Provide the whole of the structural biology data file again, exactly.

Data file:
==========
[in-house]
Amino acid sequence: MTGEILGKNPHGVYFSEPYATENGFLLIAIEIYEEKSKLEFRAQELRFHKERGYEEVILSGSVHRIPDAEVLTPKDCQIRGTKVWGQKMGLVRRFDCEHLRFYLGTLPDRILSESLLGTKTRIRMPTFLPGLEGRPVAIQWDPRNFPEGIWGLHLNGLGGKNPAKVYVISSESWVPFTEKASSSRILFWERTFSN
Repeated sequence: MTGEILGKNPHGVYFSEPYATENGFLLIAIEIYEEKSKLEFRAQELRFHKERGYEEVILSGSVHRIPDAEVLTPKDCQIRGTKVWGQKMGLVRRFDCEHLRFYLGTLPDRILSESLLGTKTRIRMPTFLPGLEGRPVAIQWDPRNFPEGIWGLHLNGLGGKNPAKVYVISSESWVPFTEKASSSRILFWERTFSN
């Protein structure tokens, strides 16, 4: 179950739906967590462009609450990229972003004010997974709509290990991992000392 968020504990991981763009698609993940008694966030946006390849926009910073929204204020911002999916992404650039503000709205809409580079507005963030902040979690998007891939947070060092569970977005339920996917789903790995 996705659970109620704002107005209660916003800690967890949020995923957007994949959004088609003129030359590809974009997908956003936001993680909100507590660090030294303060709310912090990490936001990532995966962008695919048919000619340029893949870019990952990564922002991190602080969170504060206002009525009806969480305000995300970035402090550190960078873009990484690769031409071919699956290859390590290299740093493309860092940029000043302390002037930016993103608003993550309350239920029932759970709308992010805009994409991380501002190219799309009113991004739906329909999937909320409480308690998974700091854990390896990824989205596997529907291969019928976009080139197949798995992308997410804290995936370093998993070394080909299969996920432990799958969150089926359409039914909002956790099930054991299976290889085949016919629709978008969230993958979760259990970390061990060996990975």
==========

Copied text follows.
[in-house]
Amino acid sequence: MTGEILGKNPHGVYFSEPYATENGFLLIAIEIYEEKSKLEFRAQELRFHKERGYEEVILSGSVHRIPDAEVLTPKDCQIRGTKVWGQKMGLVRRFDCEHLRFYLGTLPDRILSESLLGTKTRIRMPTFLPGLEGRPVAIQWDPRNFPEGIWGLHLNGLGGKNPAKVYVISSESWVPFTEKASSSRILFWERTFSN
Repeated sequence: MTGEILGKNPHGVYFSEPYATENGFLLIAIEIYEEKSKLEFRAQELRFHKERGYEEVILSGSVHRIPDAEVLTPKDCQIRGTKVWGQKMGLVRRFDCEHLRFYLGTLPDRILSESLLGTKTRIRMPTFLPGLEGRPVAIQWDPRNFPEGIWGLHLNGLGGKNPAKVYVISSESWVPFTEKASSSRILFWERTFSN
């Protein structure tokens, strides 16, 4: 179950739906967590462009609450990229972003004010997974709509290990991992000392 968020504990991981763009698609993940008694966030946006390849926009910073929204204020911002999916992404650039503000709205809409580079507005963030902040979690998007891939947070060092569970977005339920996917789903790995 996705659970109620704002107005209660916003800690967890949020995923957007994949959004088609003129030359590809974009997908956003936001993680909100507590660090030294303060709310912090990490936001990532995966962008695919048919000619340029893949870019990952990564922002991190602080969170504060206002009525009806969480305000995300970035402090550190960078873009990484690769031409071919699956290859390590290299740093493309860092940029000043302390002037930016993103608003993550309350239920029932759970709308992010805009994409991380501002190219799309009113991004739906329909999937909320409480308690998974700091854990390896990824989205596997529907291969019928976009080139197949798995992308997410804290995936370093998993070394080909299969996920432990799958969150089926359409039914909002956790099930054991299976290889085949016919629709978008969230993958979760259990970390061990060996990975």